A year after the Grammy Awards dropped 31 categories (from 109 to 78), sparking protests and a lawsuit by Latin jazz musicians, the music organization has switched things up again by adding three awards, including the reinstatement of best Latin jazz album.
New entries include awards for best urban contemporary album — to honor R&B albums that may include elements of pop and rock.
Other changes include splitting up the best Latin pop, rock or urban album honor into two awards, now known as best Latin pop album and best Latin rock, urban, or alternative album. However, the best Banda or Norteno album and best regional Mexican or Tejan album have been combined into one award: best regional Mexican music album.
The new decisions were made at the Academy’s annual Board of Trustees meeting last month.
The Academy shook up the music industry when it announced in April 2011 that it would downsize its categories to make the awards more competitive. That meant eliminating categories by sex, so men and women compete in the same vocal categories. But it also eliminated other niche fields and created broader ones.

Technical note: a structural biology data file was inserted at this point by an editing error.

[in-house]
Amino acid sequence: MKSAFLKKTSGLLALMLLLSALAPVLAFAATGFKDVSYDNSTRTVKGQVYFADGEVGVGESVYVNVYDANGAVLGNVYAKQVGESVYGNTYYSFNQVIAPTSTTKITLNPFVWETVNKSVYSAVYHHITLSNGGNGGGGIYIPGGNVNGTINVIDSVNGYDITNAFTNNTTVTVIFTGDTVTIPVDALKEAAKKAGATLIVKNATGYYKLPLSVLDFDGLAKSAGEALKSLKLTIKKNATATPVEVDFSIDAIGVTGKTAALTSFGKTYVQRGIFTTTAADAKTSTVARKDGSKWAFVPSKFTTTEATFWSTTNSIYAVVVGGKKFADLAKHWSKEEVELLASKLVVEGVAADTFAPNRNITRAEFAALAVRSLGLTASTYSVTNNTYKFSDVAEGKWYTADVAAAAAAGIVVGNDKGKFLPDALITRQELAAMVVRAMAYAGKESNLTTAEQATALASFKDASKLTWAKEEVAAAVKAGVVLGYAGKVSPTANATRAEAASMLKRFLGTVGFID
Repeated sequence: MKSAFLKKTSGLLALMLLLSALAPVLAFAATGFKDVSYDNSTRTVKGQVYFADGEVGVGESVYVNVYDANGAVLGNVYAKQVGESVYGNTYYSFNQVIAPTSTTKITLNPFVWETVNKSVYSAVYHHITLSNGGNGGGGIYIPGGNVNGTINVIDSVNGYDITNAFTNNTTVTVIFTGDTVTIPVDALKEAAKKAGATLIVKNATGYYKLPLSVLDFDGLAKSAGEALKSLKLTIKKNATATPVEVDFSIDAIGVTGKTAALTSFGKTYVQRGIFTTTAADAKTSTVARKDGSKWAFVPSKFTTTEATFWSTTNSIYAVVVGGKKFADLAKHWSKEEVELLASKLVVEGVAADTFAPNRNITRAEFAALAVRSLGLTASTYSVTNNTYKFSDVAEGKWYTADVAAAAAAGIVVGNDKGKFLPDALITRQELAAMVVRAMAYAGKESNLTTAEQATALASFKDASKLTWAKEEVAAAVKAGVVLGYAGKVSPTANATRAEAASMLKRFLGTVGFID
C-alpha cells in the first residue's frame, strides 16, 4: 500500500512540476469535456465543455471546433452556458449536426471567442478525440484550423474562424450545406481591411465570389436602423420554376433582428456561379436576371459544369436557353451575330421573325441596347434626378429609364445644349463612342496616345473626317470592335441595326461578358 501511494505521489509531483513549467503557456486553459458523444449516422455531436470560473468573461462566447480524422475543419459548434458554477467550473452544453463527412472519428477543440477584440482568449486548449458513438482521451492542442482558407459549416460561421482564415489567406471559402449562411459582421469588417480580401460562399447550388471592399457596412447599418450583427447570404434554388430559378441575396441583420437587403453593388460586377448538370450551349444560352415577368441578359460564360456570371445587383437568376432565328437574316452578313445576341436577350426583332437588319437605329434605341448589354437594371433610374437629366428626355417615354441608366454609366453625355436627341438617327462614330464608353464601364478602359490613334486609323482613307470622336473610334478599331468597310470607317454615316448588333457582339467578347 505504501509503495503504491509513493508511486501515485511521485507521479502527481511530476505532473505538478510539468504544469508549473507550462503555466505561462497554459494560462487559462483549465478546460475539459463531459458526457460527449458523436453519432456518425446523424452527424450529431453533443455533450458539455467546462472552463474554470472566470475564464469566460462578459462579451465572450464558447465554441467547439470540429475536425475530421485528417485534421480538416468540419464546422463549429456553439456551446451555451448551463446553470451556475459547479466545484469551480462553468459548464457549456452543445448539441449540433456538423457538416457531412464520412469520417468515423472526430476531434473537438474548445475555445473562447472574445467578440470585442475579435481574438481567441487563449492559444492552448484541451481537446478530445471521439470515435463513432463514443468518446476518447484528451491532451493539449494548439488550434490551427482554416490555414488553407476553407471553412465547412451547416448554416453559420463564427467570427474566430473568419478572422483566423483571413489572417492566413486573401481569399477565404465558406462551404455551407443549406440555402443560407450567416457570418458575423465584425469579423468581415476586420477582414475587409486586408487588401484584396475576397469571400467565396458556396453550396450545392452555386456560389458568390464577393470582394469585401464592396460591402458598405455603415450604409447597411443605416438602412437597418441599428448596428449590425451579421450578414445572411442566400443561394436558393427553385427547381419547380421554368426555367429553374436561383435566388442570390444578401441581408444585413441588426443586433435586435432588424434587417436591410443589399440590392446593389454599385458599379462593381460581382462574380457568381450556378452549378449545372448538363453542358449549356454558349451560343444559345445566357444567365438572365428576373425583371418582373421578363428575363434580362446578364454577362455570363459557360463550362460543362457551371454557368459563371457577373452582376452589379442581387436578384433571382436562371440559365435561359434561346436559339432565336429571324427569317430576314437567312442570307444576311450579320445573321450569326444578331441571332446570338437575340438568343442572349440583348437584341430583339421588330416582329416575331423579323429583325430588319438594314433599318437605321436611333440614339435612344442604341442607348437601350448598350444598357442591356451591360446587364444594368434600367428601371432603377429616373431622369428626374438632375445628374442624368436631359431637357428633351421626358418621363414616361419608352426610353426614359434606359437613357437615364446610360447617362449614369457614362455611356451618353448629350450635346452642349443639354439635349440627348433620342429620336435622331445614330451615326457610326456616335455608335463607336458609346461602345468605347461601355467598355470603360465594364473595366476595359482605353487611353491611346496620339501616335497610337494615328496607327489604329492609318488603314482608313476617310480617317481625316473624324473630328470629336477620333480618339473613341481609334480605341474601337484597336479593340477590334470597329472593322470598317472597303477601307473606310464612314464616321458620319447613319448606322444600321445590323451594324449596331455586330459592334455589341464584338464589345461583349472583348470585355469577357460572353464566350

Some artists protested the change and others — including Herbie Hancock, Paul Simon, and Bill Cosby — complained. The group that filed a lawsuit, which was dismissed in April, was led by Bobby Sanabria, the Grammy-nominated Latin jazz musician who accused the Academy of not following the proper procedures to implement the changes. Part of the class-action lawsuit called for the reinstatement of the best Latin jazz album award.
That award was consolidated, making Latin jazz musicians compete against a larger group of artists in the best jazz instrumental category at the 54th Grammys, which were held in February.
The 55th Grammy Awards will air on CBS on Feb. 10.